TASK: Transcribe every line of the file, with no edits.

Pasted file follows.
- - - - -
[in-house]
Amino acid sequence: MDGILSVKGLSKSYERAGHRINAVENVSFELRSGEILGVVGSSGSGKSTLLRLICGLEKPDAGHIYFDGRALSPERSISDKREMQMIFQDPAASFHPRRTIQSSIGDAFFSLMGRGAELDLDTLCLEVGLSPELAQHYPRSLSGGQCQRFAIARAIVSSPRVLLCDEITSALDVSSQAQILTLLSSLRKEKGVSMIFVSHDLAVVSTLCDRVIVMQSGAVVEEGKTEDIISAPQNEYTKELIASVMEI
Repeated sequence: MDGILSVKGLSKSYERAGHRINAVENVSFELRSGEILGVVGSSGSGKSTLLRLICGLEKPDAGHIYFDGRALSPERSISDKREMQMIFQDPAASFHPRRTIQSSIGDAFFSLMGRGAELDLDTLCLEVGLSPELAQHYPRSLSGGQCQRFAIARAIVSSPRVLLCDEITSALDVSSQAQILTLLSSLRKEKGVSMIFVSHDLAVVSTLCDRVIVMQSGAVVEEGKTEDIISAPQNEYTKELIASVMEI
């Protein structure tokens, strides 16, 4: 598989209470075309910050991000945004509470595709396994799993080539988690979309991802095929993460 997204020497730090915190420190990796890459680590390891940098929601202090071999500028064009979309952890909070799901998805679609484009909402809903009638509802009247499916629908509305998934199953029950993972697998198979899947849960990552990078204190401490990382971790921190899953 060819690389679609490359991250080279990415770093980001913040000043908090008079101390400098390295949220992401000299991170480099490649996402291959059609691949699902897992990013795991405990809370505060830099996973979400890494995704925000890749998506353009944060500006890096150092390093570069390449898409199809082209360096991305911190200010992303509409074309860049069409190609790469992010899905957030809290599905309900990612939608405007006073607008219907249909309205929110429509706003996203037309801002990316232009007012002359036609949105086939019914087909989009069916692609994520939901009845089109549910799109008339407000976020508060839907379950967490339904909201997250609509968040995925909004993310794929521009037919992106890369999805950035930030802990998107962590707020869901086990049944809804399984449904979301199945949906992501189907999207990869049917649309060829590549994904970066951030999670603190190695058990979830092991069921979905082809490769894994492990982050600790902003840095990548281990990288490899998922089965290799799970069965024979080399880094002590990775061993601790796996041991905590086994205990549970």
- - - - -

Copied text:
[in-house]
Amino acid sequence: MDGILSVKGLSKSYERAGHRINAVENVSFELRSGEILGVVGSSGSGKSTLLRLICGLEKPDAGHIYFDGRALSPERSISDKREMQMIFQDPAASFHPRRTIQSSIGDAFFSLMGRGAELDLDTLCLEVGLSPELAQHYPRSLSGGQCQRFAIARAIVSSPRVLLCDEITSALDVSSQAQILTLLSSLRKEKGVSMIFVSHDLAVVSTLCDRVIVMQSGAVVEEGKTEDIISAPQNEYTKELIASVMEI
Repeated sequence: MDGILSVKGLSKSYERAGHRINAVENVSFELRSGEILGVVGSSGSGKSTLLRLICGLEKPDAGHIYFDGRALSPERSISDKREMQMIFQDPAASFHPRRTIQSSIGDAFFSLMGRGAELDLDTLCLEVGLSPELAQHYPRSLSGGQCQRFAIARAIVSSPRVLLCDEITSALDVSSQAQILTLLSSLRKEKGVSMIFVSHDLAVVSTLCDRVIVMQSGAVVEEGKTEDIISAPQNEYTKELIASVMEI
């Protein structure tokens, strides 16, 4: 598989209470075309910050991000945004509470595709396994799993080539988690979309991802095929993460 997204020497730090915190420190990796890459680590390891940098929601202090071999500028064009979309952890909070799901998805679609484009909402809903009638509802009247499916629908509305998934199953029950993972697998198979899947849960990552990078204190401490990382971790921190899953 060819690389679609490359991250080279990415770093980001913040000043908090008079101390400098390295949220992401000299991170480099490649996402291959059609691949699902897992990013795991405990809370505060830099996973979400890494995704925000890749998506353009944060500006890096150092390093570069390449898409199809082209360096991305911190200010992303509409074309860049069409190609790469992010899905957030809290599905309900990612939608405007006073607008219907249909309205929110429509706003996203037309801002990316232009007012002359036609949105086939019914087909989009069916692609994520939901009845089109549910799109008339407000976020508060839907379950967490339904909201997250609509968040995925909004993310794929521009037919992106890369999805950035930030802990998107962590707020869901086990049944809804399984449904979301199945949906992501189907999207990869049917649309060829590549994904970066951030999670603190190695058990979830092991069921979905082809490769894994492990982050600790902003840095990548281990990288490899998922089965290799799970069965024979080399880094002590990775061993601790796996041991905590086994205990549970």